A Clinical Study of Rozanolixizumab in Patients with Chronic
Inflammatory Demyelinating Polyradiculoneuropathy (CIDP)
My CIDP CHOICE Clinical Study
Clinical research studies are scientific evaluations in people, led by researchers and
physicians. They can help advance the understanding of a disease and are the most
important way for researchers to find out if potential new treatments are safe and
effective. Studies like these are needed to be able to make new treatments available to
The international My CIDP CHOICE study is currently enrolling CIDP patients to help us
understand how effective and safe a new investigational drug, called rozanolixizumab, is
for the treatment of CIDP. Rozanolixizumab is a non-blood product and aims at lowering
the levels of immunoglobulins (IgG – a type of blood protein) in the body, including IgG
IgG that are thought to be linked to CIDP.
At the beginning of the My CIDP CHOICE study, the study participant’s Ig treatment will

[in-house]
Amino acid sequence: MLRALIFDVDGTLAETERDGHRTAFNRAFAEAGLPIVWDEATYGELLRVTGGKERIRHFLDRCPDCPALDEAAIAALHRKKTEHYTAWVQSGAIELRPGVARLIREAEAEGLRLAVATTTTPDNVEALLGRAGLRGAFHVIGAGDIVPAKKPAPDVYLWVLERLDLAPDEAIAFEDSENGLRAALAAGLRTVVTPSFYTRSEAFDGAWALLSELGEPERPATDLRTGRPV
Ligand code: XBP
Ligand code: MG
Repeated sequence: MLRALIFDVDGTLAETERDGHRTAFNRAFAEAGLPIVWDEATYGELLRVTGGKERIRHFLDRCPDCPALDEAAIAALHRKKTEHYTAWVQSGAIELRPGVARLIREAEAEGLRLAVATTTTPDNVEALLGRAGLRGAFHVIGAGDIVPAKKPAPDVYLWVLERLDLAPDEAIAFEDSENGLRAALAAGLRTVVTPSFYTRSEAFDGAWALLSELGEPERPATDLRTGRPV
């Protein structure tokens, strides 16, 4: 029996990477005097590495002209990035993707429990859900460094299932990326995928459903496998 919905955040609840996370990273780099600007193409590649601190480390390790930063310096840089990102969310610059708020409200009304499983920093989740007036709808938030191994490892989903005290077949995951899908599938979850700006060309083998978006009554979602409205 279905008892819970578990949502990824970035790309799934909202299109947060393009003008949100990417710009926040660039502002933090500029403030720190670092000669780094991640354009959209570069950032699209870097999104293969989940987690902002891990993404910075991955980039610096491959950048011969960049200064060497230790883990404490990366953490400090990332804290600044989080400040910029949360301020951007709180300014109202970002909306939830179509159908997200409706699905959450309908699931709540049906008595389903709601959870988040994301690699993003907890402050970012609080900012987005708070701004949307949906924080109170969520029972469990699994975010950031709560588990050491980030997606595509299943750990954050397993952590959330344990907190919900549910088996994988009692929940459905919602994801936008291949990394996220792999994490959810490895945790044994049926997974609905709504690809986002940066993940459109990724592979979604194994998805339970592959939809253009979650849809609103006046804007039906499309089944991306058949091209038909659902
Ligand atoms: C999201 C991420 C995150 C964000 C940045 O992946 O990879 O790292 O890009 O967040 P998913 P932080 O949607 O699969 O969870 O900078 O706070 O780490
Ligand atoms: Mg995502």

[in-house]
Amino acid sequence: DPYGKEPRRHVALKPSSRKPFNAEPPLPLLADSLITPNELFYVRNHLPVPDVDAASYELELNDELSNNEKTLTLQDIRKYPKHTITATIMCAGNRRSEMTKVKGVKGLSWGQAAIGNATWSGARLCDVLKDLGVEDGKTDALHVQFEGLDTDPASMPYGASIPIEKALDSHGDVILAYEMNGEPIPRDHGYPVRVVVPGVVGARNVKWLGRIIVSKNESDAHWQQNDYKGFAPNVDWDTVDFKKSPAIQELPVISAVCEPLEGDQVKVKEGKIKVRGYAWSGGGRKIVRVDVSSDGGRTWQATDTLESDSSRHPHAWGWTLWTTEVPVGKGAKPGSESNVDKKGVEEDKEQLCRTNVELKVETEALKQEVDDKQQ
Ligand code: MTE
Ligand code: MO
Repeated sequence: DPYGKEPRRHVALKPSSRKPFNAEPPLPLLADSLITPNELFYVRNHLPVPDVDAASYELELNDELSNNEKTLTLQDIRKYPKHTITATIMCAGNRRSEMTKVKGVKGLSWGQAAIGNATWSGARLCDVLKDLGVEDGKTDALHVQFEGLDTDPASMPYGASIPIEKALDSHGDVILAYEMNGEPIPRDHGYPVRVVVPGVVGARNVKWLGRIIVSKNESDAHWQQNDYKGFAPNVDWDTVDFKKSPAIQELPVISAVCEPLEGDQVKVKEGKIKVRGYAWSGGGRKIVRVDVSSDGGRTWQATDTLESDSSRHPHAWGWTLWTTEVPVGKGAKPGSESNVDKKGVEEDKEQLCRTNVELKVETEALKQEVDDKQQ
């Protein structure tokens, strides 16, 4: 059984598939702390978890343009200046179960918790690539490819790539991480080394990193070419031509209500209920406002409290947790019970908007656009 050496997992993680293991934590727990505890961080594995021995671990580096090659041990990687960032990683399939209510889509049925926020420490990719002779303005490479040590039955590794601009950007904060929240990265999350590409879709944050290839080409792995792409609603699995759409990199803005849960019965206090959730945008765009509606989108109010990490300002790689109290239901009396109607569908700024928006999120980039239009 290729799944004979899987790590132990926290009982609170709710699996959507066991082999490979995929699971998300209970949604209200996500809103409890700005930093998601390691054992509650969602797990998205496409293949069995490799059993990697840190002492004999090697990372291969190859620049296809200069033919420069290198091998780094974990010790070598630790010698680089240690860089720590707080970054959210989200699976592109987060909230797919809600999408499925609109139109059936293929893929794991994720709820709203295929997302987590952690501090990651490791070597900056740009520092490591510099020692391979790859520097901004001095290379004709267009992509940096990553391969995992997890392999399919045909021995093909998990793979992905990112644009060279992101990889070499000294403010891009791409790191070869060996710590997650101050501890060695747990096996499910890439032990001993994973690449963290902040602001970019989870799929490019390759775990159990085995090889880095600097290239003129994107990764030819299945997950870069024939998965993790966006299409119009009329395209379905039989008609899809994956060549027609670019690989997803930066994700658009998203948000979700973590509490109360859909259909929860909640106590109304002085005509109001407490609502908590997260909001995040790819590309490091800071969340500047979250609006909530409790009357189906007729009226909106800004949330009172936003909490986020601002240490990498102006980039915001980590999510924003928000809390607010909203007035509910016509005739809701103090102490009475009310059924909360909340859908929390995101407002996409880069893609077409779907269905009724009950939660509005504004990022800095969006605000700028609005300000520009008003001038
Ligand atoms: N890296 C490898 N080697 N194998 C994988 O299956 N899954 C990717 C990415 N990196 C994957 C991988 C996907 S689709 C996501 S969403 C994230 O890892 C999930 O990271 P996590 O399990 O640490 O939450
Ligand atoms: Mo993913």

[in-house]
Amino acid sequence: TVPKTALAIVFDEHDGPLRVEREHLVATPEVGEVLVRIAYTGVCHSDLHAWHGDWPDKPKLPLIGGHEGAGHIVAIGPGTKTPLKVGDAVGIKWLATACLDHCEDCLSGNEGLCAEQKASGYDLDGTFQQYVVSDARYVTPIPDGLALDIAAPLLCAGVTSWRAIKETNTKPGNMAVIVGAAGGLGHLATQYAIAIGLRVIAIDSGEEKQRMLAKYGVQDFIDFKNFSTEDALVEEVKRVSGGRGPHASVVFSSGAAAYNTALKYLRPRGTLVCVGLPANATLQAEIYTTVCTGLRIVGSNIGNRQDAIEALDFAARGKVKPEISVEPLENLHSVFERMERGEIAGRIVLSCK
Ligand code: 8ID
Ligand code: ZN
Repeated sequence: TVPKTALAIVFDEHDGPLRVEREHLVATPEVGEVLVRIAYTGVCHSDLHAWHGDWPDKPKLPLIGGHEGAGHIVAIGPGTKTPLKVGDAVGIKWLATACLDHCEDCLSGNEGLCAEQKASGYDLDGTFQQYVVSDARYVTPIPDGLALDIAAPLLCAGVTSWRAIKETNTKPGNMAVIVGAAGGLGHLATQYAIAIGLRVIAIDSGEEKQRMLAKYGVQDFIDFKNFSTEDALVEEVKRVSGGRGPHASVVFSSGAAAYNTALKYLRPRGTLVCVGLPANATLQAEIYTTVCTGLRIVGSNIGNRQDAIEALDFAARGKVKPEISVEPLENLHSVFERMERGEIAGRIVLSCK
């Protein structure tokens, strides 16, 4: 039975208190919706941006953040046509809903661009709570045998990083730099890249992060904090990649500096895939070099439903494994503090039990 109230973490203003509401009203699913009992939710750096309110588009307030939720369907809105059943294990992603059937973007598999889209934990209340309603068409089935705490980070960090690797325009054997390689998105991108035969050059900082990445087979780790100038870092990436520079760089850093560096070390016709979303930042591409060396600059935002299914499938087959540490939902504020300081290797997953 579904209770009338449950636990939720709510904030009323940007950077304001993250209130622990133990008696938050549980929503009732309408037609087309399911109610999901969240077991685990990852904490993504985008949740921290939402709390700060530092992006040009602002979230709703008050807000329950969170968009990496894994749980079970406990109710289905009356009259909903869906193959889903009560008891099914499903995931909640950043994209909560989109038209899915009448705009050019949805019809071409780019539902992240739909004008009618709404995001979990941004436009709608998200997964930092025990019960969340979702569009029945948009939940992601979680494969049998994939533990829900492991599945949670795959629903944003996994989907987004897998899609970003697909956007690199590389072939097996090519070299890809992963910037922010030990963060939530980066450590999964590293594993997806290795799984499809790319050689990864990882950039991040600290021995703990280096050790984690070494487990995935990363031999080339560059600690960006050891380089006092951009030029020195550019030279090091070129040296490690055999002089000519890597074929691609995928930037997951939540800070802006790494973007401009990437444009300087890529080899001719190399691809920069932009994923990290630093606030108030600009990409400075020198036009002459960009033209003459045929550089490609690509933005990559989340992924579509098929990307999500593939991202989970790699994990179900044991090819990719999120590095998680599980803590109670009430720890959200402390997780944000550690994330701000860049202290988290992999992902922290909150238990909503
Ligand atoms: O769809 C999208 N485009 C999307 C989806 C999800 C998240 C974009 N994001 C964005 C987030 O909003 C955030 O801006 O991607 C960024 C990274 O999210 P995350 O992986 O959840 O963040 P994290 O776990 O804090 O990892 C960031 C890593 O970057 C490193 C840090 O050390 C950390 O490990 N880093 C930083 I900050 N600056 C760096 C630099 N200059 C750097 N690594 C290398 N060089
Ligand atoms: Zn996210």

be replaced by the study treatment (either rozanolixizumab or placebo). It will be given
as a subcutaneous (under the skin) infusion. Study participants will have an equal
chance of being assigned to rozanolixizumab or placebo. A placebo looks exactly like
the investigational drug, but it contains no medicinally active ingredients. In case the
study treatment does not work for the study participant, Ig treatment will immediately be
prescribed again (without waiting for the end of the study) by your study doctor.
About the Study
The study is looking to enroll a total of approximately 34 participants at approximately 24
study sites globally. The My CIDP CHOICE study will last for about 28 weeks (up to a
maximum of 40 weeks) for every participant. Some study visits may be conducted at
home. Participants for whom the study treatment works well may be able to enroll in a 6-
month follow-up study where everyone receives rozanolixizumab (no placebo), provided
they meet the entry criteria.
Patients interested in joining the My CIDP CHOICE study must:
• Be 18 years of age or older
• Have a definite or probable diagnosis of CIDP
• Have prior experience of discontinuing/reducing their immunoglobulin treatment
• Have been receiving immunoglobulin treatment with a stable dose for at least 4
You can find more information on clinicaltrials.gov if you search for the identifier
NCT03861481 or CIDP01 in the “Other terms” field.
If you are interested in participating, you can contact the clinic of Dr. Vera Bril (neurologist at Toronto General Hospital) by calling her study coordinator (Eduardo Ng) at 416-340-3898.